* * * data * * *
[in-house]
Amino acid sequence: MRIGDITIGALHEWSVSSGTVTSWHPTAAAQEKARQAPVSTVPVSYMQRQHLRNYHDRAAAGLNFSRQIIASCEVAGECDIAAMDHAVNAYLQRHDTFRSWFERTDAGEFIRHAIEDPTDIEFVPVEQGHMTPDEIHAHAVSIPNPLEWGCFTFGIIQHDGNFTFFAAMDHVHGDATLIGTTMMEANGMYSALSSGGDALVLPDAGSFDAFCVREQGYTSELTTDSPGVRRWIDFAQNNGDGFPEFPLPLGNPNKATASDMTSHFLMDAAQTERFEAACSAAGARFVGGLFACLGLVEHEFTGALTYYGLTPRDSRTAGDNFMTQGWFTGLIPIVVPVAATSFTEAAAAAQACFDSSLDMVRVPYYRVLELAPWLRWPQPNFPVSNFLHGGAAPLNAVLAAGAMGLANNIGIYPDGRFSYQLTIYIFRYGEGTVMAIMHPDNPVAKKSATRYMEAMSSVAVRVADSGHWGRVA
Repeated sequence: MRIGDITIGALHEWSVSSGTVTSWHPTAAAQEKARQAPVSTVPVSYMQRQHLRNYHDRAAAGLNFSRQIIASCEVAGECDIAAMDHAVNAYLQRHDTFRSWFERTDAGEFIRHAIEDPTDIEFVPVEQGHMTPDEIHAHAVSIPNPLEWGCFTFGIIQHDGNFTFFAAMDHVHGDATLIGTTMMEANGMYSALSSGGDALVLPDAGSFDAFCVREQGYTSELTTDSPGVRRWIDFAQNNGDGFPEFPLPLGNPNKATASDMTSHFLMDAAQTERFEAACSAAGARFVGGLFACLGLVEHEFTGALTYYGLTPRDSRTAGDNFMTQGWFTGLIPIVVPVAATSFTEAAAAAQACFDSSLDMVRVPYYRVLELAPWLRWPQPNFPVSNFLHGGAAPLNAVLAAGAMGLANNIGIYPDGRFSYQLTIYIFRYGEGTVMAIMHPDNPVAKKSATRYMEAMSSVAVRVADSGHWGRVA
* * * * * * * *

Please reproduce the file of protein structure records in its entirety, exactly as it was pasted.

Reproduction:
[in-house]
Amino acid sequence: MRIGDITIGALHEWSVSSGTVTSWHPTAAAQEKARQAPVSTVPVSYMQRQHLRNYHDRAAAGLNFSRQIIASCEVAGECDIAAMDHAVNAYLQRHDTFRSWFERTDAGEFIRHAIEDPTDIEFVPVEQGHMTPDEIHAHAVSIPNPLEWGCFTFGIIQHDGNFTFFAAMDHVHGDATLIGTTMMEANGMYSALSSGGDALVLPDAGSFDAFCVREQGYTSELTTDSPGVRRWIDFAQNNGDGFPEFPLPLGNPNKATASDMTSHFLMDAAQTERFEAACSAAGARFVGGLFACLGLVEHEFTGALTYYGLTPRDSRTAGDNFMTQGWFTGLIPIVVPVAATSFTEAAAAAQACFDSSLDMVRVPYYRVLELAPWLRWPQPNFPVSNFLHGGAAPLNAVLAAGAMGLANNIGIYPDGRFSYQLTIYIFRYGEGTVMAIMHPDNPVAKKSATRYMEAMSSVAVRVADSGHWGRVA
Repeated sequence: MRIGDITIGALHEWSVSSGTVTSWHPTAAAQEKARQAPVSTVPVSYMQRQHLRNYHDRAAAGLNFSRQIIASCEVAGECDIAAMDHAVNAYLQRHDTFRSWFERTDAGEFIRHAIEDPTDIEFVPVEQGHMTPDEIHAHAVSIPNPLEWGCFTFGIIQHDGNFTFFAAMDHVHGDATLIGTTMMEANGMYSALSSGGDALVLPDAGSFDAFCVREQGYTSELTTDSPGVRRWIDFAQNNGDGFPEFPLPLGNPNKATASDMTSHFLMDAAQTERFEAACSAAGARFVGGLFACLGLVEHEFTGALTYYGLTPRDSRTAGDNFMTQGWFTGLIPIVVPVAATSFTEAAAAAQACFDSSLDMVRVPYYRVLELAPWLRWPQPNFPVSNFLHGGAAPLNAVLAAGAMGLANNIGIYPDGRFSYQLTIYIFRYGEGTVMAIMHPDNPVAKKSATRYMEAMSSVAVRVADSGHWGRVA